Over the last few years, much has been made of the game getting smaller. Bruising power forwards like Charles Oakley have been phased out for years. Teams that devote a ton of possessions to posting up a center are rare. But it may not be entirely accurate to characterize this shift the way it often is.
Big men may just be more skilled than ever before, and any losses in size at the 4 and 5 may be offset by gains at the 1.
Big playmakers bring a number of advantages to the position, and Lonzo Ball is a good example of them. At 6'6", Ball can survey the floor from a slightly higher vantage point than smaller guards. And perhaps more importantly, he can defend multiple positions.
If his three-point percentage over the last two seasons (37.9 on 6.8 attempts) holds, Ball's combination of shooting, size, versatility and unselfishness will make him one of the game's most helpful players.
For the fourth time in four seasons, his team is better when he's on the floor. He may never average 20 points or 10 assists, but he just does so many things from possession to possession to win games.
3. Chris Paul (Player Option)
Chris Paul is posting a positive net-rating swing for the 15th straight season. Over the course of his career, his teams are plus-7.0 points per 100 possessions when he plays and minus-3.6 when he doesn't.
For context's sake, that 10.6-point swing is just shy of LeBron James' career mark of plus-11.3.
Wherever he goes, whoever he plays with, CP3 just brings more wins. And although he'll turn 36 in May, the raw production is still there too.
This season, Paul is at 15.9 points and 8.7 dimes (his highest mark in assists per game since 2016-17). As is the case with Kyle Lowry and Mike Conley, he's shown more than enough to convince someone to give him another multiyear deal.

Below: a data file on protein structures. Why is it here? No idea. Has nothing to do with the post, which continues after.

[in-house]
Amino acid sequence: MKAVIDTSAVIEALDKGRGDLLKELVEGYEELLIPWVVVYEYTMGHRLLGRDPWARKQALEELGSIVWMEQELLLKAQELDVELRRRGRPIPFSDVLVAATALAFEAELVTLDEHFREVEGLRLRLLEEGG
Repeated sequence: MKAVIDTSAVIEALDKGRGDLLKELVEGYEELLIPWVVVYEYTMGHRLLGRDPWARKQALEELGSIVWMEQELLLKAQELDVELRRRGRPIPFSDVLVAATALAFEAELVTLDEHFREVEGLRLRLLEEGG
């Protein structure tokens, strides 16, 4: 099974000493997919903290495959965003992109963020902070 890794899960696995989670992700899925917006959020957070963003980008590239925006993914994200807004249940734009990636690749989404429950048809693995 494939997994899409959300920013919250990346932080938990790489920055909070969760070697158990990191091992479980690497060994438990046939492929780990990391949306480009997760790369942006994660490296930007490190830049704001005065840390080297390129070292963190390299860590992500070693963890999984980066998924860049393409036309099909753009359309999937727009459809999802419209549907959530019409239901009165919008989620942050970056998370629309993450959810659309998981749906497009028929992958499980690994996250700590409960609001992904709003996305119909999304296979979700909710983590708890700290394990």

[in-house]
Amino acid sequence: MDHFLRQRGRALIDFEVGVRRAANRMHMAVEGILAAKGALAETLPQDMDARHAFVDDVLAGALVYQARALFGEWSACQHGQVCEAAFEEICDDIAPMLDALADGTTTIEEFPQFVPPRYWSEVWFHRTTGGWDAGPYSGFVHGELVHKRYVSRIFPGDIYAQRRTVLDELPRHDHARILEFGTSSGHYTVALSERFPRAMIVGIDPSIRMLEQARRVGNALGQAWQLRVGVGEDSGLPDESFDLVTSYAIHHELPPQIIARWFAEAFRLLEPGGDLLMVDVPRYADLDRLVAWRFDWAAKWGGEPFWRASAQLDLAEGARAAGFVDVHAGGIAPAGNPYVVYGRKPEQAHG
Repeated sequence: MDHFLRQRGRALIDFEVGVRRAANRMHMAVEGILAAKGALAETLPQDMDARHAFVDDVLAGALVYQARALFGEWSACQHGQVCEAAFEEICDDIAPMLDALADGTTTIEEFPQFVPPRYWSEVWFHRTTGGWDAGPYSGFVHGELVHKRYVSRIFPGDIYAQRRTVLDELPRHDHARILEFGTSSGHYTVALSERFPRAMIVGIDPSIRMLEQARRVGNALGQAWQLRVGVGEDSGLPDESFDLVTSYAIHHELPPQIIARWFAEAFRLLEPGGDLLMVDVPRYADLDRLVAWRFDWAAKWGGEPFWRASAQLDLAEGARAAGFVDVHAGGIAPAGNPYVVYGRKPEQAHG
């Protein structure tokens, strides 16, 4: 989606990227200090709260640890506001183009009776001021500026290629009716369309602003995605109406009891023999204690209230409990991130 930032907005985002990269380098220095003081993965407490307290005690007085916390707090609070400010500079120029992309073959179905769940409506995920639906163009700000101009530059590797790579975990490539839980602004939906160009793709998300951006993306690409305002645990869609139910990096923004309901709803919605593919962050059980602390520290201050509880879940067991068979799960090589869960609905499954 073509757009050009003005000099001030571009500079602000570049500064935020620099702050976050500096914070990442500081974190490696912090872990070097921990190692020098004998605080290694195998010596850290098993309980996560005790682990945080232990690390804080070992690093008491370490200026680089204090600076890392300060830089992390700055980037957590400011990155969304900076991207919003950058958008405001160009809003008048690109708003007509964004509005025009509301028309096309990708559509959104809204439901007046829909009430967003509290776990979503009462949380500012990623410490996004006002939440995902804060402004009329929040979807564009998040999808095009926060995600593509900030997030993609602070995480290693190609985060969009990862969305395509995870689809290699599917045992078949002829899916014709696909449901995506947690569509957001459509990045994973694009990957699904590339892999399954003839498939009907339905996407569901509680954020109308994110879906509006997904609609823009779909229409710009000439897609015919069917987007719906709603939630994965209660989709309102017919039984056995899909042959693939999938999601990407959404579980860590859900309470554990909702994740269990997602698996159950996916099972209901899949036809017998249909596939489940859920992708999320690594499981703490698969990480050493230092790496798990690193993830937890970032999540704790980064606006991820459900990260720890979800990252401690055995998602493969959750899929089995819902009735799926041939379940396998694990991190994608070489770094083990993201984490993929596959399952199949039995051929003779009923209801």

Of course, Paul would have to decline a player option to even enter free agency. And leaving $44.2 million on the table, regardless of how good he's been this season, seems unlikely.
2. Jrue Holiday (Player Option)
While an extension with the Milwaukee Bucks may be likely for Jrue Holiday, it's not necessarily guaranteed. And if things somehow went sideways and Holiday entered free agency, he'd be one of the biggest names on the market.
The 6'3" guard plays bigger than his listed height. In fact, he spent nearly half his minutes at the 3 over his last three years with the New Orleans Pelicans. Wherever he's slotted, his defense causes problems for his matchup. And this season, his three-point shooting has made a comeback. His three-point percentage (38.6) is his highest mark since 2013-14.
Because of his defensive versatility, Holiday would be a plug-and-play upgrade on most teams, but he's a particularly good fit with the Bucks.
As the third option behind Giannis Antetokounmpo and Khris Middleton, Holiday often avoids the opposition's best perimeter defender. That and the unselfishness of the other two stars could certainly be contributing to the increased efficiency.
With no cap space to sign a replacement and all the picks Milwaukee gave up to acquire him, losing Holiday would be a disaster.
1. Kawhi Leonard (Player Option)
There's probably no way to measure this, but Kawhi Leonard must be having the quietest 26-6-5 season in NBA history.
In addition to the gaudy counting stats, Leonard is also posting a 56.8 effective field-goal percentage, his highest mark since 2013-14. And his perimeter defense, even if it's not at the Defensive Player of the Year levels from his past, can rattle just about any guard or wing in the league (when Kawhi decides to ratchet it up).
Perhaps the return of Terminator Kawhi for the postseason would dial up the hype surrounding his free agency, but that might also coincide with a deep playoff run. If those two things happen, Leonard declining his player option may be a bit less likely.
If the 29-year old did decide to enter the market, though, suitors would surely line up with max offers in hand.